Dietary protein is effective for body-weight management, in that it promotes satiety, energy expenditure, and changes body-composition in favor of fat-free body mass. With respect to body-weight management, the effects of diets varying in protein differ according to energy balance. During energy restriction, sustaining protein intake at the level of requirement appears to be sufficient to aid body weight loss and fat loss. An additional increase of protein intake does not induce a larger loss of body weight, but can be effective to maintain a larger amount of fat-free mass. Protein induced satiety is likely a combined expression with direct and indirect effects of elevated plasma amino acid and anorexigenic hormone concentrations, increased diet-induced thermogenesis, and ketogenic state, all feed-back on the central nervous system. The decline in energy expenditure and sleeping metabolic rate as a result of body weight loss is less on a high-protein than on a medium-protein diet. In addition, higher rates of energy expenditure have been observed as acute responses to energy-balanced high-protein diets.
The role of diet composition in response to overeating and energy dissipation in humans is unclear. To evaluate the effects of overconsumption of low, normal, and high protein diets on weight gain, energy expenditure, and body composition. A single-blind, randomized controlled trial of 25 US healthy, weight-stable male and female volunteers, aged 18 to 35 years with a body mass index between 19 and The first participant was admitted to the inpatient metabolic unit in June and the last in October Body composition was measured by dual-energy x-ray absorptiometry biweekly, resting energy expenditure was measured weekly by ventilated hood, and total energy expenditure by doubly labeled water prior to the overeating and weight stabilization periods and at weeks 7 to 8. Overeating produced significantly less weight gain in the low protein diet group 3. Resting energy expenditure, total energy expenditure, and body protein did not increase during overfeeding with the low protein diet. Among persons living in a controlled setting, calories alone account for the increase in fat; protein affected energy expenditure and storage of lean body mass, but not body fat storage. Swinburn et al 3 have argued that this reflects an increase in food intake, but Church et al 4 have presented data showing that reduced occupational activity might account for the positive energy balance.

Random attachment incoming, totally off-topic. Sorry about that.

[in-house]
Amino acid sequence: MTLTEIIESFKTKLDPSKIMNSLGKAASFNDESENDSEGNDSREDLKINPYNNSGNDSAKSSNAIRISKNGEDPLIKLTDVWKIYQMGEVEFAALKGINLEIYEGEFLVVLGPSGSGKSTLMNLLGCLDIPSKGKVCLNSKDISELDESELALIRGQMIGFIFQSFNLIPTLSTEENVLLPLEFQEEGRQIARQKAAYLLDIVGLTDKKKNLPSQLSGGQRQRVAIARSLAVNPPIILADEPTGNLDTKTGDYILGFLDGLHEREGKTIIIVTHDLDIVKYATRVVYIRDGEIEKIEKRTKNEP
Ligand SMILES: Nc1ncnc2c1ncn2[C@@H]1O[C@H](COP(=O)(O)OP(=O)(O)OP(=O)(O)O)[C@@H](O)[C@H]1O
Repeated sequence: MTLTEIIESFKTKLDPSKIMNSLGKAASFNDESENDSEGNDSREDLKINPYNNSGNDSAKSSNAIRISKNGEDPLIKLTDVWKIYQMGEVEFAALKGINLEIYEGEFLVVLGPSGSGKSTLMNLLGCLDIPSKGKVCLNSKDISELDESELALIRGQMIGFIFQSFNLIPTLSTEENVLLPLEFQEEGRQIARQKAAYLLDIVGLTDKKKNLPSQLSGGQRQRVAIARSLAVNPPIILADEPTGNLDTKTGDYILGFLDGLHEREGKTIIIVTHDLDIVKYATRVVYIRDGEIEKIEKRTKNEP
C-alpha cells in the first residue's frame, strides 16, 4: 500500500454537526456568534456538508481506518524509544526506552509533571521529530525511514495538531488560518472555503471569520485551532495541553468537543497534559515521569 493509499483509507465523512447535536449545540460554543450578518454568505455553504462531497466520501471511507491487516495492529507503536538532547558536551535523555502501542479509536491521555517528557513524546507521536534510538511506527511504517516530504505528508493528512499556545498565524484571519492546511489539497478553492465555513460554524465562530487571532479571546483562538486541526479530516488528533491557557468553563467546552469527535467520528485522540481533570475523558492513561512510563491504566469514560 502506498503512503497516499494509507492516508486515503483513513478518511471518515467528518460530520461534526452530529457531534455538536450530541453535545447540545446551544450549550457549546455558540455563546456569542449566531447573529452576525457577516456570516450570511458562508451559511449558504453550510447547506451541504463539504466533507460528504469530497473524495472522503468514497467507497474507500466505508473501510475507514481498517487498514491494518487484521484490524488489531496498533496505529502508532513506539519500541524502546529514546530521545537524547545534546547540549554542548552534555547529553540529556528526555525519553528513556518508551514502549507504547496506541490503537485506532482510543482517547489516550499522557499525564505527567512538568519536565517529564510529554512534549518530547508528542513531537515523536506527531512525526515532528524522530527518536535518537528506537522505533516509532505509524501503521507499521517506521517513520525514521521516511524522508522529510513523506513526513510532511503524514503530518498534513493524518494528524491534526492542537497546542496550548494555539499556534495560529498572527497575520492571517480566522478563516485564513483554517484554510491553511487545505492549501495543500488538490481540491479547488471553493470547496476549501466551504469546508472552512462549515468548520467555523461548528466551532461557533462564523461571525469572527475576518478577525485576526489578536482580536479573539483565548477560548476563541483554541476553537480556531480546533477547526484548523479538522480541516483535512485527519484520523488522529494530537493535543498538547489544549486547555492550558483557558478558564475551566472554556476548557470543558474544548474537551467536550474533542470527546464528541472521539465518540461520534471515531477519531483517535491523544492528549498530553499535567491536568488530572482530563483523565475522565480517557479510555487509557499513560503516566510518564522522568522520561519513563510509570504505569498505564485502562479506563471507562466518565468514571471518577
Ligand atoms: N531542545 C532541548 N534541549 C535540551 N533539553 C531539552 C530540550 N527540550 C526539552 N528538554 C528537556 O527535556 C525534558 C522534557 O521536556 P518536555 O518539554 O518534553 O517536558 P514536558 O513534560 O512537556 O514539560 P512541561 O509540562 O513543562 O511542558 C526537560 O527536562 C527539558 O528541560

Diets deficient in protein often increase food consumption, body weight and fat mass; however, the underlying mechanisms remain poorly understood. We compared the effects of diets varying in protein concentrations on energy balance in obesity-prone rats. The protein-free and very low protein diets decreased plasma concentrations of multiple essential amino acids, anorexigenic and metabolic hormones, but these diets increased the tissue expression and plasma concentrations of fibroblast growth factor Protein-free and very low protein diets induced fatty liver, reduced energy digestibility, and decreased lean mass and body weight that persisted beyond the restriction period. In contrast, moderately low protein diets promoted gain in body weight and adiposity following the period of protein restriction. Together, our findings demonstrate that low protein diets produce divergent effects on energy balance.
|Diet energy expenditure low protein join happens Let’s discuss||Consequently, comparisons between the findings of published literature are difficult. The term baseline rather than resting is being used since subjects drove to the testing site. About this article Cite this article Riggs, A.|
|Think protein expenditure low diet energy the excellent message||Main Outcome Measures Body composition was measured by dual-energy x-ray absorptiometry biweekly, resting protein expenditure was measured weekly by ventilated hood, and total energy expenditure by doubly labeled water prior to the overeating and weight stabilization periods and energy expenditire 7 to 8. Author Contributions A. Successful long-term weight maintenance: a 2-year follow-up. BDW assisted low data analysis expenditure figures diet the manuscript.|